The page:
A pair of coyotes travel through snow-packed hardwoods in West Virginia (Public Domain Image).

The Devil's in the Details.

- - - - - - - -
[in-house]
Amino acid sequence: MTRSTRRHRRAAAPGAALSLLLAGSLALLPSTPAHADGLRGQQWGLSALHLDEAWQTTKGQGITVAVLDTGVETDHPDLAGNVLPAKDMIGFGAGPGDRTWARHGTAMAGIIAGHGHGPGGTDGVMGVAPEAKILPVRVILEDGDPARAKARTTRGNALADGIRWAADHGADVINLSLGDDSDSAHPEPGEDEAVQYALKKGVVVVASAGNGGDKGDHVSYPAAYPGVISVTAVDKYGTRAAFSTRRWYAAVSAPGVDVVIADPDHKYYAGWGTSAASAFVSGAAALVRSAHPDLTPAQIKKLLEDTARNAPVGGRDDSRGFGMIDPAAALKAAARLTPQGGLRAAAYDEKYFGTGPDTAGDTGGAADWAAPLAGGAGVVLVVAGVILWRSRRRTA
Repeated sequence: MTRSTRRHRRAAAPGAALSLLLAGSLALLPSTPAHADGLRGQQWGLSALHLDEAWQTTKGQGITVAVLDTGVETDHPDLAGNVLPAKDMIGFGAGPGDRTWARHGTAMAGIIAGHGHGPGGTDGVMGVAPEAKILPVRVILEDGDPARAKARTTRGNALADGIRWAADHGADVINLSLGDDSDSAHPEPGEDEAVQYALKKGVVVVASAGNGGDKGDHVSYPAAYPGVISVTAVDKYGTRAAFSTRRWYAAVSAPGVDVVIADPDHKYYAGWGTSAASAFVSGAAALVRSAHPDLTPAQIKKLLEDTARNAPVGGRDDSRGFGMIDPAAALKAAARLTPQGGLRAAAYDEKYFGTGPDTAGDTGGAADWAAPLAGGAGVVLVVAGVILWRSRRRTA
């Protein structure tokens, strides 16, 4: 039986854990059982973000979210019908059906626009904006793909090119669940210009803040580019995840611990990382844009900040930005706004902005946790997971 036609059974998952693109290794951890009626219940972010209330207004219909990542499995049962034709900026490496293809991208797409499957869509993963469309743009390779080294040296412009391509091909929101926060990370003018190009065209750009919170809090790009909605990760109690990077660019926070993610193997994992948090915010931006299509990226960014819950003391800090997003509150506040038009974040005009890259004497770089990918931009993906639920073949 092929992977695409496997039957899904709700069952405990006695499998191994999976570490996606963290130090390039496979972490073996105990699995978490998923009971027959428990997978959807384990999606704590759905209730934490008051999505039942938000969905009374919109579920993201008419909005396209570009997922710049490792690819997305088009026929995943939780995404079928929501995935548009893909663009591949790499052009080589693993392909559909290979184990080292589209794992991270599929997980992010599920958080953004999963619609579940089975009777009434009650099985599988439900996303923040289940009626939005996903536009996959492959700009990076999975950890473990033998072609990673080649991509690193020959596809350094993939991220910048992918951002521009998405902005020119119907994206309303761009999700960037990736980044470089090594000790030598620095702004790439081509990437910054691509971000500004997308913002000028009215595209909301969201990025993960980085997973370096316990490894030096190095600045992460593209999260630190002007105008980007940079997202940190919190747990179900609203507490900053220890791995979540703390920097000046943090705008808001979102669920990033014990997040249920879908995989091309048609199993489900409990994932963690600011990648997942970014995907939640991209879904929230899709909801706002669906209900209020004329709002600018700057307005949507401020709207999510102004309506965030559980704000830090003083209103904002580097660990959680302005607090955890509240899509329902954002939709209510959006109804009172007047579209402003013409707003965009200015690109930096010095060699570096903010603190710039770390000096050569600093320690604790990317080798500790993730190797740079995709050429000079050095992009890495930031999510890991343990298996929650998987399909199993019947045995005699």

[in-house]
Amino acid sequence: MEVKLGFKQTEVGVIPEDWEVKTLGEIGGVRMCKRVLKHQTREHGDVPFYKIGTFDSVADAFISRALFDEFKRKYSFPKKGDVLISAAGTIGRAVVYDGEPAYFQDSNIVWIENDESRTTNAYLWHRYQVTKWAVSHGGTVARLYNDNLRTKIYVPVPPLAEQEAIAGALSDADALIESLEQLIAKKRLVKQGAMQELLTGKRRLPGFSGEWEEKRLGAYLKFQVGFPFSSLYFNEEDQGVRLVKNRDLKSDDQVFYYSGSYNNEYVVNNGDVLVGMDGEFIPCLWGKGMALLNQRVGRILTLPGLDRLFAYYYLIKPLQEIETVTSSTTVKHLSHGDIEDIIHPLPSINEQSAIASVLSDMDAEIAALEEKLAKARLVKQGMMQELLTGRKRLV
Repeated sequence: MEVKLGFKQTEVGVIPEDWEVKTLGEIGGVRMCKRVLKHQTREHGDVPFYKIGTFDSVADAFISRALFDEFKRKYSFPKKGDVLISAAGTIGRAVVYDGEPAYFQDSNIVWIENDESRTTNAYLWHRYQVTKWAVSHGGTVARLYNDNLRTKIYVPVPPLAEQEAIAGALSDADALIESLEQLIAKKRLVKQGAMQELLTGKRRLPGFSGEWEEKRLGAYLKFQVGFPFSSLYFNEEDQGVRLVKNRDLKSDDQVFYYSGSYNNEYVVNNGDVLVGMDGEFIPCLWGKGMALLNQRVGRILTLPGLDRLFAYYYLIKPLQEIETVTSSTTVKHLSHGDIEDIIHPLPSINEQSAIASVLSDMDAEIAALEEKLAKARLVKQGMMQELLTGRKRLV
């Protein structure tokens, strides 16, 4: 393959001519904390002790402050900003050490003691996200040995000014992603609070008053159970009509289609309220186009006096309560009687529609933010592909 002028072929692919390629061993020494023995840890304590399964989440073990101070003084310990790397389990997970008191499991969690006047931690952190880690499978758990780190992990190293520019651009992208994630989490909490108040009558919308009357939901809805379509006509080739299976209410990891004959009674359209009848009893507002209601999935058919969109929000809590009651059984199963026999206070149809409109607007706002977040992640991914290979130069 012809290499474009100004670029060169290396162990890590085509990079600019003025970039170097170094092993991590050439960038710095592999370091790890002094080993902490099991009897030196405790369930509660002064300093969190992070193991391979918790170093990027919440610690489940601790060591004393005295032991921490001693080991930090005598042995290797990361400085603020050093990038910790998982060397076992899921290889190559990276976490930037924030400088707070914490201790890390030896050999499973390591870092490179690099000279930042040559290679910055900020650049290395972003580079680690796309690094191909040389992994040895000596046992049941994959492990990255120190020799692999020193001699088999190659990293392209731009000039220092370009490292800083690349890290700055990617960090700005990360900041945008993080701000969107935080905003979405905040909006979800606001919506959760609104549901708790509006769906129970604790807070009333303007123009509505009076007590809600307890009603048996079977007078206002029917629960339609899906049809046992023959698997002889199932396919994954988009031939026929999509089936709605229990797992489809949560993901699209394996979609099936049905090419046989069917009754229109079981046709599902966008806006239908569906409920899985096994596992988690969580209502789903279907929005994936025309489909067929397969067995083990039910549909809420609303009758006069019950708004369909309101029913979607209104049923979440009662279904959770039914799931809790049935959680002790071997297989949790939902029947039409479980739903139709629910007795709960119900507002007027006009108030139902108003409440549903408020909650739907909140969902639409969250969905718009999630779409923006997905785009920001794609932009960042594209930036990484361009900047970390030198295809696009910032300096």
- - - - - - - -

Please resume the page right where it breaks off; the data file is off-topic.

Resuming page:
The devil’s in the details. What we can all agree on is that all wildlife populations are “regulated” to some degree. When food abundance is low, it will reflect in offspring survival, and as suggested by several studies, will impact the reproduction of wild canids. When populations are high, Mother Nature churns out disease, starvation, and other factors to drop those numbers – this is common knowledge, and is a supporting pillar for sustainable wildlife management which seeks to regulate these swings in populations through regulated hunting & trapping activities. It’s the age-old concept of “carrying capacity”, and scrutiny over the details of “responsive reproduction” has become a battleground between preservation extremists and sustainable-use conservationists. Independent biologists and state game agencies seem to be increasingly caught in the middle. One could determine that the idea of “self-regulation” is just a polite way of saying animals starve to death after having eaten all other available food sources. Wildlife management seeks to balance wild species and man’s direct impact, not stack the deck in favor of wild predators.